Close this search box.



Ask the Expert: Colon Cancer Screening

Colon Cancer Screening

As part of the 2,500 Miles for Colon Cancer Awareness campaign, we are providing stories and expert content with the goal of raising awareness about colorectal cancer in young adults. In this article, Joan O’Connor, RN, manager of St. Luke’s Digestive Health, discusses colon cancer screening, prep for a colonoscopy and more. To learn more about the 2,500 Miles for Colon Cancer Awareness campaign or to contribute, visit

Tests like Cologaurd and FIT testing have increased in popularity. Why is the colonoscopy still the gold standard when it comes to screening?

In terms of detection rates, colonoscopy is nearly 100 percent sensitive, whereas FIT test for blood in the stool will miss 20 percent of cancers and 60 percent of precancerous polyps, and Cologuard test for fecal DNA will fail to find 8 percent of cancers and 40 percent of polyps. Only a negative colonoscopy offers reasonable protection from the development of colon cancer over the next ten years for a patient at average risk. FIT is repeated yearly and Cologuard is done every three years. A positive FIT or Cologuard is an automatic trigger for diagnostic colonoscopy, which will result in a higher insurance copay for the patient than a ten year screening colonoscopy. FIT and Cologuard should not be used for anyone with a history of precancerous polyps or close family history of colon cancer; in these higher risk individuals, colonoscopy is the only acceptable screening test. Perhaps most important, the goal of colorectal cancer screening should  be–and historically was–to both detect AND to prevent colon cancer; only colonoscopy accomplishes this through the removal of precancerous polyps, the precursor lesion to colorectal cancer.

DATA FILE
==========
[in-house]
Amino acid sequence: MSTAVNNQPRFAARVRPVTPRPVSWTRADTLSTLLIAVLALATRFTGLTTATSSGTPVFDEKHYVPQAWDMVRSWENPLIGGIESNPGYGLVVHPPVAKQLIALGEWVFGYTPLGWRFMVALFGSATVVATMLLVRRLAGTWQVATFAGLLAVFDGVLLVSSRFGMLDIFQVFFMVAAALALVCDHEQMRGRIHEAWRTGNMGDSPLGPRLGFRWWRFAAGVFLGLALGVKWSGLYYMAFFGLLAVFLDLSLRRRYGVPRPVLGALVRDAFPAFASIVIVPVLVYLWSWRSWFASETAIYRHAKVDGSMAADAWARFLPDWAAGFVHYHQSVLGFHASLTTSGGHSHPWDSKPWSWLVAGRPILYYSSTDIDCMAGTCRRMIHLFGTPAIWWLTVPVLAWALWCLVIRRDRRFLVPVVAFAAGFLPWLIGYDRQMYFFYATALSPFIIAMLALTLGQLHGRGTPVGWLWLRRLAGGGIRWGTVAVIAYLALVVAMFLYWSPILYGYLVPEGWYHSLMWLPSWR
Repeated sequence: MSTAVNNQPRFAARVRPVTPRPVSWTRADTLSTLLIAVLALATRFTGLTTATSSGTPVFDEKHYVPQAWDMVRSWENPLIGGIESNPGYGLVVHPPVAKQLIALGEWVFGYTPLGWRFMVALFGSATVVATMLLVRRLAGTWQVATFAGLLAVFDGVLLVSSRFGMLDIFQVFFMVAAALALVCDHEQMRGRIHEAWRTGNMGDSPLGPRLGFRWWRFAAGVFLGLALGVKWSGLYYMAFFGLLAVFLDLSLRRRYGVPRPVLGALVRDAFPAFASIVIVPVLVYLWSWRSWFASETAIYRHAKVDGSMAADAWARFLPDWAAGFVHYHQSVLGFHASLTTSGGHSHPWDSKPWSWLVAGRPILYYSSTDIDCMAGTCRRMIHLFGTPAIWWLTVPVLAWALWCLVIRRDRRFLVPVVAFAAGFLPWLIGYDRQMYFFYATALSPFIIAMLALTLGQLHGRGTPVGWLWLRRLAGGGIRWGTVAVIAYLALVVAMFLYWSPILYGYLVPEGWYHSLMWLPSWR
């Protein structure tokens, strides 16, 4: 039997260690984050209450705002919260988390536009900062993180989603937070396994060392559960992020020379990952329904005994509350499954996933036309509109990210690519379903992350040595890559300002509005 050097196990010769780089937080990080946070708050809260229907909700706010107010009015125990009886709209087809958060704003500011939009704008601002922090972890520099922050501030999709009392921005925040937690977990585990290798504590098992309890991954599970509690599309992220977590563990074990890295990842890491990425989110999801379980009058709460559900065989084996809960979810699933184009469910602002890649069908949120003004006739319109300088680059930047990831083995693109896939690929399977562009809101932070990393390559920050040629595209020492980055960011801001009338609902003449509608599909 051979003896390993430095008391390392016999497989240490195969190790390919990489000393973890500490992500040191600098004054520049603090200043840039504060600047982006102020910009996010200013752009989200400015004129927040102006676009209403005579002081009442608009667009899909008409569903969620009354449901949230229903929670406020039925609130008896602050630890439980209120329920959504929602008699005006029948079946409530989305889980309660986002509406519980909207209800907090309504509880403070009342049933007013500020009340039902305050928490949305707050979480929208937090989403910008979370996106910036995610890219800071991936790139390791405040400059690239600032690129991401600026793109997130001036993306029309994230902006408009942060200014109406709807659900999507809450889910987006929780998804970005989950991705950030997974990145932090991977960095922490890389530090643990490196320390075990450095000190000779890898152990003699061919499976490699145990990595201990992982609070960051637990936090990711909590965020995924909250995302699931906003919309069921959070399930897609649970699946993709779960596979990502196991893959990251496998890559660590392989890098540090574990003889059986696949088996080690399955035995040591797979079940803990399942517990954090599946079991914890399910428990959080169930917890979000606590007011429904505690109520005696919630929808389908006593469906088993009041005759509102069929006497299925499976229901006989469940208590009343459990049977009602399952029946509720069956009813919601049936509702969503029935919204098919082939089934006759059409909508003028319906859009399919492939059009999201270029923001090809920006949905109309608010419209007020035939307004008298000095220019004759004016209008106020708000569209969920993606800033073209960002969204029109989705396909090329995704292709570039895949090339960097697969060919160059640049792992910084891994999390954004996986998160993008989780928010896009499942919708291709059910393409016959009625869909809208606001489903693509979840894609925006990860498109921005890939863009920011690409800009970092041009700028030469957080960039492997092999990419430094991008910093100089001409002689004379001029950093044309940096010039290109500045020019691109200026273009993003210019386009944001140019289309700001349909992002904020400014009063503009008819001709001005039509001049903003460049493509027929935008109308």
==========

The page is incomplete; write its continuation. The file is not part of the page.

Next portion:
Who is eligible for a colonoscopy?

Screening Colonoscopies start at 50 years of age for both men and women.

With Colorectal Cancer cases rising in younger adults, are you seeing screening recommendations change?

Despite the rising incidence of colorectal cancer in young adults and the appropriate recommendation of the American Cancer Society to now begin screening at age 45 rather than 50, most commercial insurance carriers have not as yet agreed to provide coverage for screening colonoscopy or Cologuard in this population, making these tests cost-prohibitive for most people. Of course, diagnostic testing for those with a change in bowel habit or rectal bleeding is allowed, but early detection before onset of symptoms indicative of more advanced disease would be a far more optimal and ultimately cost-saving strategy.

What is involved in the prep and why is it important to get the full benefit of the procedure?

Before the procedure, a doctor will prescribe a colonoscopy preparation or prep. While different prep types exist, the aim is always to empty the colon of fecal matter so that a doctor can view it clearly. It is very important that all instructions from your doctor are followed in order to have the best exam possible. If the prep is not complete, there is a risk that a polyp could be missed.

How can someone get a colonoscopy scheduled?

You can schedule your colonoscopy with a referral from your primary care provider (PCP) and they will help you make arrangements. If you don’t have a PCP, you can call UnityPoint Health – St. Luke’s Gastroenterology at (319) 366-8695 to schedule your colonoscopy.

What are your thoughts on what Susie Douglas and her two friends are doing on this campaign?

I think what Susie and her friends are doing is amazing, and it shows their passion for increasing awareness of colorectal cancer in young people. I look forward to Susie’s weekly video blog as her journey progresses.

joan o'connor

Joan O’Connor

Joan is the manager at UnityPoint Health – St. Luke’s Digestive Health Center.


Anti-Cancer Recipes